The applicant stated, in particular, that his lawyer had been given only one week notice of the interrogation of the witnesses to be heard in the United States, which had prevented him from obtaining a visa. In addition, despite the fact that the witnesses’ statements had been tape recorded in the United States, only unsigned transcripts were presented in evidence before the courts, which in the applicant’s opinion also amounted to an infringement of the principle of “equality of arms”. The applicant claimed that he had been convicted solely on the basis of those statements.

THE LAW

The applicant complained under Article 6 §§ 1 and 3(d) of the Convention that his trial had been unfair in that he had not been entitled to cross-examine the witnesses whose testimony had served as a basis for his conviction and had been unable to call evidence from two defence witnesses.

Article 6 §§ 1 and 3(d), insofar as relevant, provides as follows:

“1.  In the determination of … any criminal charge against him, everyone is entitled to a fair and public hearing … by a … tribunal …

3.  Everyone charged with a criminal offence has the following minimum rights:

(d)  to examine or have examined witnesses against him and to obtain the attendance and examination of witnesses on his behalf under the same conditions as witnesses against him;

…”

The Government reaffirmed that under domestic legal system all evidence had in principle to be given at an adversarial hearing before the court having jurisdiction. However, it was possible in some circumstances provided by law not to hear the witnesses at a public hearing, but only to read out their statements. According to the domestic courts’ practice, the fact that the witnesses concerned had been convicted and were serving prison sentences overseas, represented an important ground for only taking their sworn statements and not hearing them in person at the public hearing.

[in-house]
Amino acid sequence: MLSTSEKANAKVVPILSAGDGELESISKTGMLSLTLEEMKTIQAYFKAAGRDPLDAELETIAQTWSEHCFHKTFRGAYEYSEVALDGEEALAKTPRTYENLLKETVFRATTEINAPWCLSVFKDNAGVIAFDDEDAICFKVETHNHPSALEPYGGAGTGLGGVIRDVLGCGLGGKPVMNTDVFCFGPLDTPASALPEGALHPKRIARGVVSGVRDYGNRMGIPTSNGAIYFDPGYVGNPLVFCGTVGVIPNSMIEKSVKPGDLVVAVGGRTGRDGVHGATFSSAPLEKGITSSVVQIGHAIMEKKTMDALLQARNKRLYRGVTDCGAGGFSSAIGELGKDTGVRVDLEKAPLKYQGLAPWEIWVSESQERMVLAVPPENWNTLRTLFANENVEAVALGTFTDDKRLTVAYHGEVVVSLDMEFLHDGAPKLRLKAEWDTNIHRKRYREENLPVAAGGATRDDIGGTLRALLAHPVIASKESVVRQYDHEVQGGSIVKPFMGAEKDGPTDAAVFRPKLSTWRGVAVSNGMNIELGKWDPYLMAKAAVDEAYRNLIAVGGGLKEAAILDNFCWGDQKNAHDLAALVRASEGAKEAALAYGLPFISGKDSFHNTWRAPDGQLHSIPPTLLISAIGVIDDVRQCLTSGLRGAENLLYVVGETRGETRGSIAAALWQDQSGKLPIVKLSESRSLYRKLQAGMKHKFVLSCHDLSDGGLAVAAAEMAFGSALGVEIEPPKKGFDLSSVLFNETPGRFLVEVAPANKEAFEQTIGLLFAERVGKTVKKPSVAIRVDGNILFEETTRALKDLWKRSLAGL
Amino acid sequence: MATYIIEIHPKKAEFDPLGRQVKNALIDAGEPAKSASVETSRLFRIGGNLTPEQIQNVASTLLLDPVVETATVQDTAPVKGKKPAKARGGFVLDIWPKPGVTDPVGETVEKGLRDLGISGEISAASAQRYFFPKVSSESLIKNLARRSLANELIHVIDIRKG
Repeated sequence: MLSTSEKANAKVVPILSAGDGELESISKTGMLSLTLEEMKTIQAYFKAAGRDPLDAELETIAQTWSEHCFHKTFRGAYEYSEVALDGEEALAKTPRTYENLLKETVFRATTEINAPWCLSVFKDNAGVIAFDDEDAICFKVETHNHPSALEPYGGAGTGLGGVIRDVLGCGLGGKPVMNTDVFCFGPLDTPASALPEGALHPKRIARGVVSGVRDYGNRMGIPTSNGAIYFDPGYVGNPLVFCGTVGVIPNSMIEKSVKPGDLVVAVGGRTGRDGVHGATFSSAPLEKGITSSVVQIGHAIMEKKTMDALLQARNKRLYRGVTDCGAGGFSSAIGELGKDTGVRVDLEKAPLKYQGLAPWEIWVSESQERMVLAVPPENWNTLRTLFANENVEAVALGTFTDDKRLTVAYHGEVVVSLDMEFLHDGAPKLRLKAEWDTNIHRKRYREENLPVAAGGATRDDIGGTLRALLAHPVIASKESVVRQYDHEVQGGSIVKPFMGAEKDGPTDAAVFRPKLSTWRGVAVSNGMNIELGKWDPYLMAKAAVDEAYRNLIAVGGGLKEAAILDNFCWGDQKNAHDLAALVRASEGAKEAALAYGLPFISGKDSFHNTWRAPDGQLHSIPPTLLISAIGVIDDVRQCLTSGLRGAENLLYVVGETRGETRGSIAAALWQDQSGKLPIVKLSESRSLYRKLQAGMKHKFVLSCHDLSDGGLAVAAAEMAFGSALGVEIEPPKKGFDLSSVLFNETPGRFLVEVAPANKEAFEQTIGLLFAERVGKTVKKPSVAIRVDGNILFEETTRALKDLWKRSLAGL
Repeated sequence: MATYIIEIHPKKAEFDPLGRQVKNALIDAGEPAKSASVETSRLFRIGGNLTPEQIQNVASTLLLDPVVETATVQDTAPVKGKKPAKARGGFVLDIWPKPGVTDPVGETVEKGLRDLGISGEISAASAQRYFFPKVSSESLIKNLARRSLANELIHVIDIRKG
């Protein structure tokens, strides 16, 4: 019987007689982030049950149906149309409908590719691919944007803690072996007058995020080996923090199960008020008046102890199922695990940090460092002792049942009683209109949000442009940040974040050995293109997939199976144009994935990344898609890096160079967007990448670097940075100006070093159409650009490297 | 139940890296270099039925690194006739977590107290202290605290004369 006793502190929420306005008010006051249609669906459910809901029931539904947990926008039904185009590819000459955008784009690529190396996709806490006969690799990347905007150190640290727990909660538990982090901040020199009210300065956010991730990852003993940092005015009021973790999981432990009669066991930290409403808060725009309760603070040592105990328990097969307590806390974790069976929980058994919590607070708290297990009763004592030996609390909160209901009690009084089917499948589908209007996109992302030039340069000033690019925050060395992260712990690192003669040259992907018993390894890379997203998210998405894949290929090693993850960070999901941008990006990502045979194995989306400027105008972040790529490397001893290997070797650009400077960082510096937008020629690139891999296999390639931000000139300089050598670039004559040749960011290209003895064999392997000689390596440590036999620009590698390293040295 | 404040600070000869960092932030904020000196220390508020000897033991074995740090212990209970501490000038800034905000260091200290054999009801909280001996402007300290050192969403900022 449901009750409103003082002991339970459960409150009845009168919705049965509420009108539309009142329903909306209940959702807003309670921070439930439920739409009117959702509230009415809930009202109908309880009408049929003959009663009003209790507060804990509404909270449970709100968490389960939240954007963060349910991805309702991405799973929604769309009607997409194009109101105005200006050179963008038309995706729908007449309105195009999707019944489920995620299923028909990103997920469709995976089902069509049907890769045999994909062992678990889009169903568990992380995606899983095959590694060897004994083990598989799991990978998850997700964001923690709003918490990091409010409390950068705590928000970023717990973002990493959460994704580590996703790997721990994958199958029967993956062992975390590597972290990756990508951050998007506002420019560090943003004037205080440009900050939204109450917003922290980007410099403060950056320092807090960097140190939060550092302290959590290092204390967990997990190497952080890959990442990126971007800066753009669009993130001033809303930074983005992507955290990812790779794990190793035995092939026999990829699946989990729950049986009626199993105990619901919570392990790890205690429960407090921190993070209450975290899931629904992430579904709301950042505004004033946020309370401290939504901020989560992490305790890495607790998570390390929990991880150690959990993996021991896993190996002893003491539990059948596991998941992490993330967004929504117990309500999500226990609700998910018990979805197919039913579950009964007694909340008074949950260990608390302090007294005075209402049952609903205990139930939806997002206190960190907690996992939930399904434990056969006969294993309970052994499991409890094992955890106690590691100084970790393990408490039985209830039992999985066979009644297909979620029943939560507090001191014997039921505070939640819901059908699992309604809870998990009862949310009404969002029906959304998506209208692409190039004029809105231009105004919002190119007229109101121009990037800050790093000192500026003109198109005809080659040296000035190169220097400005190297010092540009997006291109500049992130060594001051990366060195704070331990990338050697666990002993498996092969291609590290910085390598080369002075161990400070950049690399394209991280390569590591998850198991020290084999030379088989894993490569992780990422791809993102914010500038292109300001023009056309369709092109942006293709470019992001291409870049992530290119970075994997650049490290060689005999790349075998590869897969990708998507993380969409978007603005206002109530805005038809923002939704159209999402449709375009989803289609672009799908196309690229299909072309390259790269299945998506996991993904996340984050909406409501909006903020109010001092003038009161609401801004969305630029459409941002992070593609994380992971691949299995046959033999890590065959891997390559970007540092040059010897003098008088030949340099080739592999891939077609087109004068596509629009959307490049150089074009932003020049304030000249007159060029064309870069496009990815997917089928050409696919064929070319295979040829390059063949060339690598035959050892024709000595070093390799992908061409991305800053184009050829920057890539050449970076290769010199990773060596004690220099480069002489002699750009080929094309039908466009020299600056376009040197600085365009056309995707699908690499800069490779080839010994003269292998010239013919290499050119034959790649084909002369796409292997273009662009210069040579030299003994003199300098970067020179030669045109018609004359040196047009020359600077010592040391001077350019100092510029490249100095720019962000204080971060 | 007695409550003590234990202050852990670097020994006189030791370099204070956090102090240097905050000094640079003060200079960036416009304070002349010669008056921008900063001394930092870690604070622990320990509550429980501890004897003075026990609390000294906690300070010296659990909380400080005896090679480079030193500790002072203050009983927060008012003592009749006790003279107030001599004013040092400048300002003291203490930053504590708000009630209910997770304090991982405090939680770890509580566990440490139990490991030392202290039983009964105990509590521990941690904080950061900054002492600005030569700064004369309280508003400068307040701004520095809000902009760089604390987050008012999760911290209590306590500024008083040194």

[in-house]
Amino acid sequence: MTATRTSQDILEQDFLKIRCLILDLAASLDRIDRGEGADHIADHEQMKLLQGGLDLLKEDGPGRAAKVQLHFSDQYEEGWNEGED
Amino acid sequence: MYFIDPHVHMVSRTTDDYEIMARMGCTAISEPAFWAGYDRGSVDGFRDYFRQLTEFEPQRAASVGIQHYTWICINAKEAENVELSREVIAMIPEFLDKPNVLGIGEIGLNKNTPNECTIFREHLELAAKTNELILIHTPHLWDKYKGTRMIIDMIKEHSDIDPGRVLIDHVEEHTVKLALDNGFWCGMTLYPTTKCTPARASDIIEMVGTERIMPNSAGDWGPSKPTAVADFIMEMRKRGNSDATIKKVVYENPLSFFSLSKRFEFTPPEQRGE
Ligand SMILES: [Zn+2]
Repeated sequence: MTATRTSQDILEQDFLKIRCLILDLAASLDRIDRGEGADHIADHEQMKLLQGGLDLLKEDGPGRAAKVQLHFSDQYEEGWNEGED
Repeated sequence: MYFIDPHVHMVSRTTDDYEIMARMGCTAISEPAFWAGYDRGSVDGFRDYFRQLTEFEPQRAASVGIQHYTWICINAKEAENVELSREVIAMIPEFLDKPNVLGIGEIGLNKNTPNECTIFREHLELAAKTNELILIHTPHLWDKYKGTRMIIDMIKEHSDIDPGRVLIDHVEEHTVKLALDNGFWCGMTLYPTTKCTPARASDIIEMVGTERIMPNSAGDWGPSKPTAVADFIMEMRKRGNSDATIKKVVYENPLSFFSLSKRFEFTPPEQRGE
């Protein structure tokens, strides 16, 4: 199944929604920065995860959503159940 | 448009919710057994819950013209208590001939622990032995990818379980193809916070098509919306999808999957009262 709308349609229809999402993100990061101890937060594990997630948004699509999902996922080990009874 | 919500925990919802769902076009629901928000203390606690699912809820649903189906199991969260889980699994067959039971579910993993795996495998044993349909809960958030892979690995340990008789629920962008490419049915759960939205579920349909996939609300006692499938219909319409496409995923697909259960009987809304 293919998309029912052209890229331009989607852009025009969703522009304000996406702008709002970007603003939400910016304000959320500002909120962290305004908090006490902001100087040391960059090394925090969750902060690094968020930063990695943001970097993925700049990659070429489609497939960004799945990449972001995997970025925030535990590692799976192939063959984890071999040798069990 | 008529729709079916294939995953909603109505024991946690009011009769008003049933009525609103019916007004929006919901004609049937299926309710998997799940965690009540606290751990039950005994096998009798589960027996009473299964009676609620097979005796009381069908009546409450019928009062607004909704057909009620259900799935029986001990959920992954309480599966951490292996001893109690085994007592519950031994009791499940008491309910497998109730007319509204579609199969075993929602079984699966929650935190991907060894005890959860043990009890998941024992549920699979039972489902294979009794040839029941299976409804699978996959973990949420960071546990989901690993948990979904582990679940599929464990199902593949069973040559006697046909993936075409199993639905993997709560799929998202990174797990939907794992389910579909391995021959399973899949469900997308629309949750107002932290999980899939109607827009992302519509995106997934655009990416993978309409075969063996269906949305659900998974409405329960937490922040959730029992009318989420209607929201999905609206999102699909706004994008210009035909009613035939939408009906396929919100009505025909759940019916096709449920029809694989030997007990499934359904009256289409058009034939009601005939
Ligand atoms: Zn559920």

The Government maintained that the fact that the statements had been taken by the investigating judge who was impartial and whose purpose was to collect evidence not only against the applicant but also in his favour, offered a sufficient safeguard for the applicant’s right to fair trial. The domestic law had also been applied properly. In particular, the defence had been duly summoned and informed about the time and place of the hearing of witnesses. A letter had been addressed to the American Embassy urging it to issue the necessary visas for the applicant’s lawyers. The statements had only been taken when it became clear that the defence was unable to attend for reasons beyond the court’s power, namely, the first lawyer could not obtain a visa from the American Embassy and the second did not have enough money to cover the travel expenses. Therefore, the defence had been afforded an equal opportunity with the prosecution to attend the hearing of the witnesses during the preliminary investigation.

Furthermore, the applicant had not availed himself of the possibility of appointing a lawyer in the United States although he had lived in that country and his son was living there at the time. Nor had he submitted questions in writing to the investigating judge.

The Government further submitted that the lack of a confrontation with the witnesses had not restricted his right to challenge their reliability and that no valid reasons had been found by the courts to cast doubt on their credibility.